Ice Skating: Ice skating is permitted on the lake as natural conditions permit.
Environmental Education and Interpretation
Tuscarora and Locust Lake state parks offer a wide variety of environmental education, recreational and interpretive programs. Through hands-on activities, guided walks and evening programs, participants gain appreciation, understanding and develop a sense of stewardship toward natural and cultural resources.
Curriculum-based environmental education programs are available to schools and youth groups. An environmental education specialist is available to develop EE curriculums and provide teacher workshops and additional teacher and community services. Group programs must be arranged in advance and may be scheduled by calling the park office.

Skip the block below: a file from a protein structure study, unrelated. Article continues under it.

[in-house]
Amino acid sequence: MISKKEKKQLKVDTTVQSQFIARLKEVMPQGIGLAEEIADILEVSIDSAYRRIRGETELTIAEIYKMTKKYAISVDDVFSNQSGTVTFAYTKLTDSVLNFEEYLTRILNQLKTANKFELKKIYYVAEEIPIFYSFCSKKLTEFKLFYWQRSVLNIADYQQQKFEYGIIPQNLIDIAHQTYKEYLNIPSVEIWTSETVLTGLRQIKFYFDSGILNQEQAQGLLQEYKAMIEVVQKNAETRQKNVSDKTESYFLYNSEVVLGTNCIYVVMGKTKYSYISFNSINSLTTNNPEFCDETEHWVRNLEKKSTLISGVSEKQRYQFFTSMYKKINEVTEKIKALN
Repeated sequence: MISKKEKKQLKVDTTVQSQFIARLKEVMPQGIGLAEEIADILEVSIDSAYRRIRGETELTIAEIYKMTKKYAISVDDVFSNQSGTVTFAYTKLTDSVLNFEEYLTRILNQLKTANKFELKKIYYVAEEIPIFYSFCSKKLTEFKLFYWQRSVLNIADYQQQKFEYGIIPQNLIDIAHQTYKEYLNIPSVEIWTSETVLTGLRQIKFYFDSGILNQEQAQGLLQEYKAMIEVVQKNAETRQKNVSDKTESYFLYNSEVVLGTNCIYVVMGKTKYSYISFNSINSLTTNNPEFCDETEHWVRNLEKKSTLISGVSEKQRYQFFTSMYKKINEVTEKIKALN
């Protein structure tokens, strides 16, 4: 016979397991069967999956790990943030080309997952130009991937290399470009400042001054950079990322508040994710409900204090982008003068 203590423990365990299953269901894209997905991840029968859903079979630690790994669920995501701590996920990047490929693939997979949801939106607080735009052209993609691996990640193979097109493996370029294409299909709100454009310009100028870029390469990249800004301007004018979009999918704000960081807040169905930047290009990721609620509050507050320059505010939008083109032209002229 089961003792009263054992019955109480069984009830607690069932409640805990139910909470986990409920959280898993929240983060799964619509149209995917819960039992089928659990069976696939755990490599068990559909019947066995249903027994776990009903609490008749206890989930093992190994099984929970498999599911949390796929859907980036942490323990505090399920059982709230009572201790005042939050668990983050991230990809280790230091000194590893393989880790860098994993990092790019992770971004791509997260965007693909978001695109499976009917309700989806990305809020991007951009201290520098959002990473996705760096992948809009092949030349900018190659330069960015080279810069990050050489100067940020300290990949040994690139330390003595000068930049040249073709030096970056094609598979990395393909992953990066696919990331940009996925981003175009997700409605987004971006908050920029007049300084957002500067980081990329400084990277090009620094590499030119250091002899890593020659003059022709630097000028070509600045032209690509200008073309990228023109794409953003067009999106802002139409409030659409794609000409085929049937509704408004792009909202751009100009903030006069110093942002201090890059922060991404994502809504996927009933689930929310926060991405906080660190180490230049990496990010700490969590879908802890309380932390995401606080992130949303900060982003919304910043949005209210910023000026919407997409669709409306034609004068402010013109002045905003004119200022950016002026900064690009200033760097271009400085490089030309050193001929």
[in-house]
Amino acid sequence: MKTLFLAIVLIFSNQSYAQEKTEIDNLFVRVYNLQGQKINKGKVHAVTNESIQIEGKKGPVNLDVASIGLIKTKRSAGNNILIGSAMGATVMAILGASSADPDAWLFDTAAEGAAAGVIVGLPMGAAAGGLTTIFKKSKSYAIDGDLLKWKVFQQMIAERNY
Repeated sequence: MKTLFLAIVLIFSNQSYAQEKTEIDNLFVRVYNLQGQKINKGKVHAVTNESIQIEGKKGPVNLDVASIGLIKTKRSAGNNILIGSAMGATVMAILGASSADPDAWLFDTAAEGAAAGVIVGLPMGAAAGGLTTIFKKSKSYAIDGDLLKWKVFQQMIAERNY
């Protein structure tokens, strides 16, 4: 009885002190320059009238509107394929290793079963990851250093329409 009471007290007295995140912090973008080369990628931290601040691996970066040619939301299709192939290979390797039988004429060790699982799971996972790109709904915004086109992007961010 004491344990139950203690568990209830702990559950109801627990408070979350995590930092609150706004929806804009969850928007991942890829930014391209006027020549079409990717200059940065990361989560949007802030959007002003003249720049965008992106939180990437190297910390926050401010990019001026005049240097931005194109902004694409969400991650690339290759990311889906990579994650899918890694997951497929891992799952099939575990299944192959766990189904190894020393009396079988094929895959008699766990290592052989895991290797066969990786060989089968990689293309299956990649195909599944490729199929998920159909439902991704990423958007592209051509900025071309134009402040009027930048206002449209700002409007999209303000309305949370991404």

Programs are offered March to November. For more detailed information, contact the park office.
Explore the Calendar of Events for a listing of events from today forward.
Explore environmental education and interpretation for more information.
Wind Turbine: The Department of Conservation and Natural Resources (DCNR) installed small-scale wind turbines to show how alternative energy can reduce pollution and lessen our dependence on fossil fuels.
For hundreds of years, traditional windmills harnessed wind energy to pump water or grind grain. Today's modern equivalent – the wind turbine – uses wind energy to generate electricity which has far less impact on the environment than energy generation based on fossil fuels.
To see how much energy is generated by the park's small-scale wind turbine, and how much energy is used daily, weekly and monthly visit the wind turbine page.
Access for People with Disabilities
If you need an accommodation to participate in park activities due to a disability, please contact the park you plan to visit.